In spite of what you may have heard, former Secretary of State Hillary Clinton is not the only woman running for president this year. The Green Party's likely nominee, Jill Stein, is running on a much more progressive platform, and is attempting to crack the two-party system status quo. A Massachusetts resident, Stein ran for the presidency back in 2012, when she received 469,627 votes in the general election. This time around, she has already called on Vermont Sen. Bernie Sanders to join her in building a political revolution outside the Democratic Party establishment, and has drawn the attention of many Sanders supporters who would rather vote to his left than for Clinton if he ultimately loses the Democratic nomination.
So where does Jill Stein stand on issues like gun control, Palestine, and the War on Drugs? She definitely falls to Sanders' left on the first two issues, so imagine the potential a Stein-Sanders ticket could have in changing the way the American political system works. Some Democrats worry that, if Clinton is the nominee and Stein provides her with some serious competition, we could see another Ralph Nader situation, but if Sanders wants to sustain the grassroots political movement that he has helped to build, then his best bet might be to help the Green Party poll high enough to be included on the debate stage and receive federal funding in the next election.
According to nonpartisan organization On The Issues, Stein believes that gun control should be appropriately regulated with local regulations and more background checks. In addition to calling for an assault weapons ban and increased access to mental health services, she has called for an end to drug violence by ending the racist War on Drugs. Like Stein, Sanders has also called for a semi-automatic assault weapons ban and an end to the gun show loophole, but he has only gone so far as to call for better mental health care. Stein has been better able to speak to the systemic nature of the gun violence culture that we've created, explaining to RT back in 2013 that just because there are more arms available to people does not mean they are actually any safer:
It’s a very complicated problem, but that said, there’s a lot we can do about it. And while rates of violent crime and gun homicides have gone down over the last two decades, really they are still sky high compared to what they could be — and what they should be. We have about 100 times the rate of gun homicides and violent gun crimes relative to many countries of Western Europe and we should not be in the business of normalizing violence. It’s clear there is a relationship between gun violence and economic violence and poverty, and racial disparities and economic disparities. And the more we become an unjust society, the more we are at risk for continuing gun violence and potentially growing gun violence.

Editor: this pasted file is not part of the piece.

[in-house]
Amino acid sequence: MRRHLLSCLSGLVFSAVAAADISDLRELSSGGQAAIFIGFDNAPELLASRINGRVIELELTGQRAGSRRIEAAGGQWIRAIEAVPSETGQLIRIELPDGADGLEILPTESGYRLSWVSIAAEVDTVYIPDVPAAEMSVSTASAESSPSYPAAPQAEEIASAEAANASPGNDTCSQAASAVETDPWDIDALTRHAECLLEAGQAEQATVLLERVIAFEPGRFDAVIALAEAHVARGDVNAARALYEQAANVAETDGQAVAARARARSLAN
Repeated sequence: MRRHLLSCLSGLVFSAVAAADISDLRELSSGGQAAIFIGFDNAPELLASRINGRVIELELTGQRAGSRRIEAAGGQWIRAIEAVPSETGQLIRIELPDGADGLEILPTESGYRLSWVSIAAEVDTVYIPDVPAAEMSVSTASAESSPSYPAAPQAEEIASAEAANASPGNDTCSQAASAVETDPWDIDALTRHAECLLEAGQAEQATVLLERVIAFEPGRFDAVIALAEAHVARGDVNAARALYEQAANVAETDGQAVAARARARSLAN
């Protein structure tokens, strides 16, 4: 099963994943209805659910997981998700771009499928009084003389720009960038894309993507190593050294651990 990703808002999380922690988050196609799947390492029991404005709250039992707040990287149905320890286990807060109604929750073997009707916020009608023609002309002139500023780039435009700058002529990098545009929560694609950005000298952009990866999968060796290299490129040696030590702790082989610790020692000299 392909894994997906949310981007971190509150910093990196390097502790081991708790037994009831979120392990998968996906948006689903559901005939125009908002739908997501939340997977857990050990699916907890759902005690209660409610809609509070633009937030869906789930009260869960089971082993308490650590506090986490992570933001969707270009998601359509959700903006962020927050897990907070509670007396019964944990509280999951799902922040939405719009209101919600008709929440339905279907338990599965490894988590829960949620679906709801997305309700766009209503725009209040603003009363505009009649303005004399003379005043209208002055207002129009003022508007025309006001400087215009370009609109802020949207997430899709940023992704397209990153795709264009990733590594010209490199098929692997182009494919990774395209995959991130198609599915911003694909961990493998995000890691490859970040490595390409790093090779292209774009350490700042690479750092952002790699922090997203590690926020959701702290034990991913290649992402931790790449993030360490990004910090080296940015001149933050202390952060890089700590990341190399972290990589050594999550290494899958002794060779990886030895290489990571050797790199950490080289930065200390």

War On Drugs
Stein firmly supports the legalization of marijuana and hemp, and has consistently advocated for an end to the racist war on drugs. She has gone several steps further by discussing the connections between the War on Drugs and the school-to-prison pipeline, the militarization of police forces, the disproportionate incarceration rates of people of color, and the widespread nature of surveillance. In her discussion of the War on Drugs, Stein has been explicit in her commitment to decriminalize drug use and addiction.
Sanders is also quite progressive on this issue, advocating for the decriminalization of nonviolent drug use and an end to the War on Drugs, recognizing its disproportionate impact on people of color — albeit from a more economic point of view. He has stated his support for the legalization of medical marijuana, and has said that he would personally vote for the legalization of recreational marijuana to reduce incarceration rates, though he said that if legislation on the matter were to be passed on the federal level, then states should be able to opt out or create their own regulations.
Stein has evolved over the years in her critical position of Israel. She has previously said that she would hold all parties — Israel, the Palestinian Authority, and Hamas — accountable, but she has recently become more explicit in her condemnation of Israeli occupation and apartheid. She has called for an end to U.S. aid to Israel, and has voiced the Green Party's support of the Boycott, Divestment, and Sanctions movement.
She has gone so far as to criticize Sanders' pro-Israel stance:
Sanders has not been uncritical of Israel; indeed, in a speech that was meant to be delivered at the annual AIPAC conference, he opposed Israeli Prime Minister Benjamin Netanyahu's approval of more settlements in occupied Palestine, and reiterated his condemnation of Israel's attacks on Gaza in the summer of 2014. But he has often called for compromise from all parties, even though all parties are not on a level playing field, and it is this aspect of this argument that makes Stein's position on this issue more progressive than his.
Stein and Sanders line up on most other issues, including climate change and the unacceptable role of Wall Street in American politics. They both disapprove of Clinton's hawkishness and prefer minimal foreign entanglements. But the big difference between them isn't as much their platforms as it is the ways in which they are choosing to approach the political revolution they both want to see. While Sanders went the Democratic Party route despite running as an independent, Stein wants to see a government that encourages participation by more than just two political parties, and has been working hard to break ground on that issues. If Sanders loses the nomination during this primary season, it would be worth it for him to at least have a discussion with Stein, to sustain the unforeseen amount of mobilization and energy that he has helped to generate.